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Restaurant owner teaches about faith, freedom

June 15, 1998|By CLYDE FORD

by RICHARD T. MEAGHER / staff photographer

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Aram HessamiRestaurant owner teaches about faith, freedom

CHARLES TOWN, W.Va. - When Aram Hessami fled his native Iran as a teenager to avoid religious persecution, he did not know what the future held for him.

Certainly, he never expected to own an Italian restaurant in Charles Town.

"My family back in Iran is particularly proud of me. I don't know why. I'm selling spaghetti and meatballs," said Hessami, 38, laughing.

In 1979, Muslim revolutionaries took over Iran and Baha'is and others of different religious faiths faced danger daily.

The Baha'i belief that all religions come from the same God led to persecution of its members in Iran. Friends were killed and homes were destroyed because of their beliefs.

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"The situation was unbearable," Hessami said.

At the urging of his parents, Hessami left the country, first going to Greece and then to the United States, where he received political asylum.

"There are other Baha'is who stayed and suffered. I was one of the lucky ones," Hessami said.

Hessami said his father's side of the family consisted of poets, writers and scholars.

With little money in his pocket, Hessami started waiting on tables at an Italian restaurant while taking classes, first at Montgomery College in Maryland, then at George Washington University in Washington, D.C., where he earned doctoral degrees in political science and philosophy.

Hessami met his wife, Frances Morgan, at George Washington University.

Sixteen years ago, they moved into a 250-year-old farmhouse near Summit Point, W.Va., that belonged to her family. He commuted to his teaching jobs at George Washington University and other colleges while she worked as an attorney in Washington.

About six years ago they opened an Italian restaurant in Rockville, Md. Hessami said he wanted to own a business because teaching did not pay enough.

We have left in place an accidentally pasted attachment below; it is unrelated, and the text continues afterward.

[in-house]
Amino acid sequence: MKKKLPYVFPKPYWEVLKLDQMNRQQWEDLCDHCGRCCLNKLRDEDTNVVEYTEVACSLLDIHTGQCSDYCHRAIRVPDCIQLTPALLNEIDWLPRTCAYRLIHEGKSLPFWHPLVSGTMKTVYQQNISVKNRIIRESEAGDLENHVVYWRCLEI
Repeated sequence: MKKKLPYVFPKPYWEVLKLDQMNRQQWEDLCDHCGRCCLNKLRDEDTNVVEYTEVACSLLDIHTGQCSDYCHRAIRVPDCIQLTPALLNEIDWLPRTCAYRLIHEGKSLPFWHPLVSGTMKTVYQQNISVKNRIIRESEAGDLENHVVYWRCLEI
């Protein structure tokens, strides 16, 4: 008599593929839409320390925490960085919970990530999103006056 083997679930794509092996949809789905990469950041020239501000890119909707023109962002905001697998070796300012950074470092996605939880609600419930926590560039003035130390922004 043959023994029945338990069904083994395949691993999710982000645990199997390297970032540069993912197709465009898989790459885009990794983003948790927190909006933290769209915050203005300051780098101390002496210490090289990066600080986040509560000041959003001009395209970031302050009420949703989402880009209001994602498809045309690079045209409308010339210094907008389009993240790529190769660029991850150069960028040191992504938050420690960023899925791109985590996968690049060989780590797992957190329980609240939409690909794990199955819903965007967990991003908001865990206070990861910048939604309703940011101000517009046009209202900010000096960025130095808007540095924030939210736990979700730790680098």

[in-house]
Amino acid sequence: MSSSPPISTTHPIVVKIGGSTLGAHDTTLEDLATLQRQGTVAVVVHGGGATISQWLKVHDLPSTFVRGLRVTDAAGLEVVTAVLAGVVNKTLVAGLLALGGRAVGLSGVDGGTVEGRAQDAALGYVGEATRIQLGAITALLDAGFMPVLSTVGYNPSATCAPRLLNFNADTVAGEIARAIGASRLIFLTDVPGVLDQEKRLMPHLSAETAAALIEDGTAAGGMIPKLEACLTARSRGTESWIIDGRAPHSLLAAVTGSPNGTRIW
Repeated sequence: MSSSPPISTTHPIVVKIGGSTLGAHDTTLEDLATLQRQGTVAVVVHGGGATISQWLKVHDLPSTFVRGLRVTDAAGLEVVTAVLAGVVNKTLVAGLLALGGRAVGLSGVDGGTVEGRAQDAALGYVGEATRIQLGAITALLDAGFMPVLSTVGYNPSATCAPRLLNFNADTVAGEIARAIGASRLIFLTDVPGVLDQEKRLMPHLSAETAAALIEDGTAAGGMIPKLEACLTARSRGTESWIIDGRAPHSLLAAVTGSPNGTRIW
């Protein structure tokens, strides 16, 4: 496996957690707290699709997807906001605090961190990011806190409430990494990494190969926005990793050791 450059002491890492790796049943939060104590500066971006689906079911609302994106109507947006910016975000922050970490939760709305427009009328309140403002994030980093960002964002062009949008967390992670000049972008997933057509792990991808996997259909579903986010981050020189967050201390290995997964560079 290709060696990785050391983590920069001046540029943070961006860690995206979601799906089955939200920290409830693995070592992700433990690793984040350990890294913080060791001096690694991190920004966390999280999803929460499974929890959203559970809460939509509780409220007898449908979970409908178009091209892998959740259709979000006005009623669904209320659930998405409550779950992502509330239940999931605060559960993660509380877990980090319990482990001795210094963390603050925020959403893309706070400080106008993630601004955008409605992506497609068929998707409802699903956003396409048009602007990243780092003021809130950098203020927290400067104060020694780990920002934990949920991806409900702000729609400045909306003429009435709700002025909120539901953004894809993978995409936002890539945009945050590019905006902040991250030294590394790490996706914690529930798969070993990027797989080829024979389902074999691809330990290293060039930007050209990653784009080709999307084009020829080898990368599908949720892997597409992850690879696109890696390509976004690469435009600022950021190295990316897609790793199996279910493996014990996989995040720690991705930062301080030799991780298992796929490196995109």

"I still want to teach, but I didn't want to be dependent on academic salaries," Hessami said.

He decided to open a restaurant based on his experience waiting on tables and he picked Italian over Iranian because he is pragmatic.

"It is the most popular food in the world," Hessami said.

Two years ago, the Hessamis closed the Rockville restaurant and opened Avanti Ristorante in Charles Town so Hessami would not have such a long commute.

The couple has three children - Sarah, 11, Cyrus, 10, and Rebecca, 11 months.

The restaurant initially had a 130-seat dining room but has expanded to 450 seats in three dining rooms and a patio. It has two dance floors and two bars.

Hessami remains active in the Baha'i faith and is one of about 20 members of the religion in the Eastern Panhandle.

"I miss my friends and family. I miss some of the food, the porridge they make for breakfast in the villages," Hessami said.

Hessami said he occasionally has faced racism in this country because of his Middle Eastern appearance. When people make biased comments about him, he said he talks to them.

"I try to educate as I go. I really believe in the Platonic idea that virtue is knowledge. My aim is to educate them as I go. I'm a born teacher," Hessami said.

"I've also come to appreciate this country and the political freedom and openness. I've come to appreciate the system as it stands. I'm not saying it's perfect, but people in America don't appreciate what they have here until they've been to other countries," Hessami said.

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